As of today, 22 March 2020, the UK government’s guidance to physical exercise is as follows:

At times like these, it can be easy to fall into unhealthy patterns of behaviour which in turn can make you feel worse. There are simple things you can do that may help, to stay mentally and physically active during this time such as:

* look for ideas of exercises you can do at home on the NHS website

* spend time doing things you enjoy – this might include reading, cooking, other indoor hobbies or listening to the radio or watching TV programmes

* try to eat healthy, well-balanced meals, drink enough water and try to avoid smoking, alcohol and drugs

* keep your windows open to let in fresh air, get some natural sunlight if you can, or get outside into the garden

You can also go for a walk or exercise outdoors if you stay more than 2 metres from others.

https://www.gov.uk/government/publications/covid-19-guidance-on-social-distancing-and-for-vulnerable-people/guidance-on-social-distancing-for-everyone-in-the-uk-and-protecting-older-people-and-vulnerable-adults

The guidelines are light on detail for those who go outside to exercise. I thought about this while I was out, and here are some more detailed (probably more runner-specific) guidelines that I followed:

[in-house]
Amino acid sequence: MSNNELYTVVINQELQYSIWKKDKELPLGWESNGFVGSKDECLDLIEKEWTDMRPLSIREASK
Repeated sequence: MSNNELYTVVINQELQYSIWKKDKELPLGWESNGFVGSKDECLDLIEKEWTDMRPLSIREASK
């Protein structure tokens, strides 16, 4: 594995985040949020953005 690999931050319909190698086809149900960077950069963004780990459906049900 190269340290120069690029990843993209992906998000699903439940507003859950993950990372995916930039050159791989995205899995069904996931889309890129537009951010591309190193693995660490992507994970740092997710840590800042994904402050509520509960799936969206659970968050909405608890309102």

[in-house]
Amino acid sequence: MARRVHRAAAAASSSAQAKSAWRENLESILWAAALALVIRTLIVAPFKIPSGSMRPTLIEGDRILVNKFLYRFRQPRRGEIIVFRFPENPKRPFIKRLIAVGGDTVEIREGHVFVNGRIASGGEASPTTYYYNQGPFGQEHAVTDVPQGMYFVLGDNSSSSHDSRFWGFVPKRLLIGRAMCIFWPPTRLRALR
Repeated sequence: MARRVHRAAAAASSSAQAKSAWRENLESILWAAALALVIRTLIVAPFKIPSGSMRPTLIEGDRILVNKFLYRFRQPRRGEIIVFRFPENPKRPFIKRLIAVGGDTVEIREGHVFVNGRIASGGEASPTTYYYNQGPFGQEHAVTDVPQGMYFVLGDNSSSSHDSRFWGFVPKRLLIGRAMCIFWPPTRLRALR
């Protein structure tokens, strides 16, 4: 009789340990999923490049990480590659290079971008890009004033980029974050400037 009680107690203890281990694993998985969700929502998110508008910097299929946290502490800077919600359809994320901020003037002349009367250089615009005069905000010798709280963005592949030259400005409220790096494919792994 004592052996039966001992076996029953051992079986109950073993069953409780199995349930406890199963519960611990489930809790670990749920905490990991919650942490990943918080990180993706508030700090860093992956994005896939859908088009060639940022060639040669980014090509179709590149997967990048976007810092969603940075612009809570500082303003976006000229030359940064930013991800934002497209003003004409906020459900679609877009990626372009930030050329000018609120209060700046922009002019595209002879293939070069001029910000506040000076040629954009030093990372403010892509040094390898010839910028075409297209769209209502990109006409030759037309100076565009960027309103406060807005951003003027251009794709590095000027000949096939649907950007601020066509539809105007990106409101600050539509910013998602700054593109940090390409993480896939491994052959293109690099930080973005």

1. Stick to wide pavements wherever possible. Some of my preferred routes have narrow sections, which mean close passes whenever you meet someone.
  2. Move proactively. Signal your intent to give someone a wider berth early to avoid uncertainty. It feels weird, like you’re worried they’re going to lunge at you, but it avoids anyone thinking you’re putting them at risk.
  3. Time and distance don’t matter. If you’re practising social distancing effectively, your path is going to meander as you avoid people. Maybe just leave your watch at home and enjoy the fresh air.
  4. Pick at time of day that’s likely to be quiet. I went for lunchtime. Mornings or evenings may also be good, but this is mostly guesswork, and probably depends on route.